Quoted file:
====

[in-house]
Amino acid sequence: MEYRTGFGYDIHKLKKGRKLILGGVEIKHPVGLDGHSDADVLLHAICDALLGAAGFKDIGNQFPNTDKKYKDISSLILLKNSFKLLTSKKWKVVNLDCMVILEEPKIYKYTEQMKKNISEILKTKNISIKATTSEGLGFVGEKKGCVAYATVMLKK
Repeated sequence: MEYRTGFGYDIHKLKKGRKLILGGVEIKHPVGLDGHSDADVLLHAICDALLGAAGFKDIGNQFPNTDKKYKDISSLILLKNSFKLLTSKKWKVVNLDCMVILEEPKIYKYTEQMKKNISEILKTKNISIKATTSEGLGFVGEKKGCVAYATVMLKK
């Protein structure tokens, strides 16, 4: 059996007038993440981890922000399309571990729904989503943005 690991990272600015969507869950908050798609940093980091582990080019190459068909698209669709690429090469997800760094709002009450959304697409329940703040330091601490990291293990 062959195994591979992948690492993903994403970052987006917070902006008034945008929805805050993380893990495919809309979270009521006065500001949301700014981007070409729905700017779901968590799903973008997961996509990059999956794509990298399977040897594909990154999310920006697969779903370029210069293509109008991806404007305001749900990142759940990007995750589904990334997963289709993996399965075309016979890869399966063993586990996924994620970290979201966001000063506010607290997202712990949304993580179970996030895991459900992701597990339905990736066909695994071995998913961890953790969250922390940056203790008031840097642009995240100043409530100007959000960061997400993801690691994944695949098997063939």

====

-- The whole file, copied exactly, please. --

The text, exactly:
[in-house]
Amino acid sequence: MEYRTGFGYDIHKLKKGRKLILGGVEIKHPVGLDGHSDADVLLHAICDALLGAAGFKDIGNQFPNTDKKYKDISSLILLKNSFKLLTSKKWKVVNLDCMVILEEPKIYKYTEQMKKNISEILKTKNISIKATTSEGLGFVGEKKGCVAYATVMLKK
Repeated sequence: MEYRTGFGYDIHKLKKGRKLILGGVEIKHPVGLDGHSDADVLLHAICDALLGAAGFKDIGNQFPNTDKKYKDISSLILLKNSFKLLTSKKWKVVNLDCMVILEEPKIYKYTEQMKKNISEILKTKNISIKATTSEGLGFVGEKKGCVAYATVMLKK
């Protein structure tokens, strides 16, 4: 059996007038993440981890922000399309571990729904989503943005 690991990272600015969507869950908050798609940093980091582990080019190459068909698209669709690429090469997800760094709002009450959304697409329940703040330091601490990291293990 062959195994591979992948690492993903994403970052987006917070902006008034945008929805805050993380893990495919809309979270009521006065500001949301700014981007070409729905700017779901968590799903973008997961996509990059999956794509990298399977040897594909990154999310920006697969779903370029210069293509109008991806404007305001749900990142759940990007995750589904990334997963289709993996399965075309016979890869399966063993586990996924994620970290979201966001000063506010607290997202712990949304993580179970996030895991459900992701597990339905990736066909695994071995998913961890953790969250922390940056203790008031840097642009995240100043409530100007959000960061997400993801690691994944695949098997063939």